I was attracted to Janice MacLeod’s memoir, Paris Letters, mostly because of its cover. I don’t often indulge myself – book buying via aesthetics – although I do admit that I am a sucker for books with creepy houses on the front. Still, Paris Letters is a pretty book and when I read the blurb on the back I thought it sounded familiar. I used to keep track of all the books I want to read in a little notebook which I carted around with me. Then I lost the book and now I am flying solo. It’s kind of freeing, I have to admit, but I still wonder about all those titles I have logged over the past decade and think about the reading experiences I might have had. Oh well.
Paris Letters tells the story of MacLeod’s journey from exhausted copywriter to “someone who could make a great living creating something lovely.” Originally from Ontario, MacLeod lives in Los Angeles when the book opens where she admits to being “thirty-four, single, lonely, feeling unfulfilled by my job and on the brink of burnout.”
MacLeod knows she has to make a change and so, inspired by Julia Cameron’s book The Artist’s Way, she starts to keep a journal. She also created a blog – a more visible way to make herself accountable. It doesn’t take MacLeod very long to figure out that what she really wants to do is quit her job, which is creatively unfulfilling.
I wrote true junk mail. I mucked up websites with ads, stuffed bills with flyers, and inundated the public with information on products they probably didn’t care about and likely never asked for. That was me. Mailing out perfect forest after perfect forest of perfectly useless messages from Fortune 500 companies. I was directly involved with the noise of daily life.
MacLeod decides that she is going to save enough money to take a year off to travel, an activity that has always given her pleasure in the past. So, with great determination, she pares down her life. She sells unused items, she gives up eating lunch out with her colleagues, she gives up cable and sells her TV. (MacLeod shares 100 things she did to save money at the back of the book.)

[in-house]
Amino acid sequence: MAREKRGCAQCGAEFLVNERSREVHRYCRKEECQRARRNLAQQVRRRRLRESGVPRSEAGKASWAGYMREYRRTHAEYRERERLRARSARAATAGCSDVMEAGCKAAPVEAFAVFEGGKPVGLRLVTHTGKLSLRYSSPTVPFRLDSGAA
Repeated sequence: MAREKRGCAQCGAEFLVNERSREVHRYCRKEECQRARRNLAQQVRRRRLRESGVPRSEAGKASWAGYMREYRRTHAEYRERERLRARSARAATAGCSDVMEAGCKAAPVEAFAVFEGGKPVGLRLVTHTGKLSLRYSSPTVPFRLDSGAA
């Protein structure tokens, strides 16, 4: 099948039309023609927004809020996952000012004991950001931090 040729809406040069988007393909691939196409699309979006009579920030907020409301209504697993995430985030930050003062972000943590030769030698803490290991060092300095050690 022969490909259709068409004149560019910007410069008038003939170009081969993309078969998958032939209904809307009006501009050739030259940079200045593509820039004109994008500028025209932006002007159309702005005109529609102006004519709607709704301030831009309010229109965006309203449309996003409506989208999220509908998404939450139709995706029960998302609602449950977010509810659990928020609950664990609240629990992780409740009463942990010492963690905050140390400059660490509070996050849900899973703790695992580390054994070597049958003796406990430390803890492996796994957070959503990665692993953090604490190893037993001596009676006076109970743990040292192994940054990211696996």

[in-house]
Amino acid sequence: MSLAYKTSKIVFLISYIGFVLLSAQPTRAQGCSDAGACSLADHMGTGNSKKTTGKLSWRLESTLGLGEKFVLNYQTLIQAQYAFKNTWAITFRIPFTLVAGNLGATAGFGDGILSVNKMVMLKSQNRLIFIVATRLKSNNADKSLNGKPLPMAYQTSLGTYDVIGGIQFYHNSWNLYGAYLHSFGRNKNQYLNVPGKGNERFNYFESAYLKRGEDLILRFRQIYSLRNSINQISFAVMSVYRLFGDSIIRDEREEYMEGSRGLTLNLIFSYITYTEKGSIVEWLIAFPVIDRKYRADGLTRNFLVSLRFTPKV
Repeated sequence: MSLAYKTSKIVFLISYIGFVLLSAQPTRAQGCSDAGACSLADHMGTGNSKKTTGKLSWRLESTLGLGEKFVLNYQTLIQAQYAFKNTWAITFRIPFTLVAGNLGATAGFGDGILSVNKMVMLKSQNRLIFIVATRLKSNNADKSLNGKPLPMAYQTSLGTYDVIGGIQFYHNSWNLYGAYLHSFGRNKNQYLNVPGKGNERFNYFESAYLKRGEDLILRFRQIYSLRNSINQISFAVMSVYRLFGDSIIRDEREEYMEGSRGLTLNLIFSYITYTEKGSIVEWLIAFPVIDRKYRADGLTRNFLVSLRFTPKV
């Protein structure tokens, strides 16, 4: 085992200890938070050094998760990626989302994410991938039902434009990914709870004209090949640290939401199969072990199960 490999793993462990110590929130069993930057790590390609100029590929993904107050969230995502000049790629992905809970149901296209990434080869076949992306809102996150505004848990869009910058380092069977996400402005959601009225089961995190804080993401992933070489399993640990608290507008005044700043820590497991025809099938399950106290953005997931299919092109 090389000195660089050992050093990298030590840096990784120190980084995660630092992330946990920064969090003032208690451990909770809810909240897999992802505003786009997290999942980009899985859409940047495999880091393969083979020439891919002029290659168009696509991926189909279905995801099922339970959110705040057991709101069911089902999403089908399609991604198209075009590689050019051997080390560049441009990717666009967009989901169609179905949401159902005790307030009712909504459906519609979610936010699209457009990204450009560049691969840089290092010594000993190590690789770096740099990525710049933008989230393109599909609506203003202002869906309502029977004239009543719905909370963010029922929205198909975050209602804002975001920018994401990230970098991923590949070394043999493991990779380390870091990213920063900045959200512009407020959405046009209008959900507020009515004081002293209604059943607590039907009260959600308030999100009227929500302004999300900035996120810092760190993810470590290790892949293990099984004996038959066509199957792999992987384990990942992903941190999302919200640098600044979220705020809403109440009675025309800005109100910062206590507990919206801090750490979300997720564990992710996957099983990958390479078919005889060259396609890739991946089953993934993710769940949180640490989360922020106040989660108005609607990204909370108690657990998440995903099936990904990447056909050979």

MacLeod’s plan was to start in Paris and end in Rome, but what she doesn’t factor into her plans is Krzysztof (Christophe), the cute butcher who “bore a striking resemblance to Daniel Craig.” Turns out, Krzysztof is one of the good ones and their relationship is the reason why Paris Letters isn’t Roman Letters.
Paris Letters isn’t so much of a story as it is a lovely meditation on what it is to live a simpler life. It’s a bit of a fairy tale, too. I mean, MacLeod is in Paris after all. She strolls around the city, visiting famous landmarks, writing in and about her favourite cafes and gardens and when her money starts to dwindle, she thinks about what she can do to supplement her income. That’s where the idea of the Paris letters comes from.
I would create a painted letter, copy it, personalize each copy, and mail them off to people who love fun mail….I listed the product on Etsy as a subscription service. For twelve months, people would receive a painted letter from me.
This is when I realized I had heard of MacLeod and her Paris letters, perhaps in a magazine like Canadian Living or Chatelaine. As a person who loves snail mail, I was intrigued by MacLeod’s concept. It’s cool, right?
Paris Letters is a love letter. To Paris. To Krzysztof. To living the life you want. You could argue that since MacLeod was unencumbered because she had no real ties to L.A. – no children or spouse or property – leaving it all behind was easy. I still think it was an act of bravery. She didn’t know anyone; she didn’t really speak the language well; she was on her own. There are some days when I imagine shaking my own life up in exactly the same way.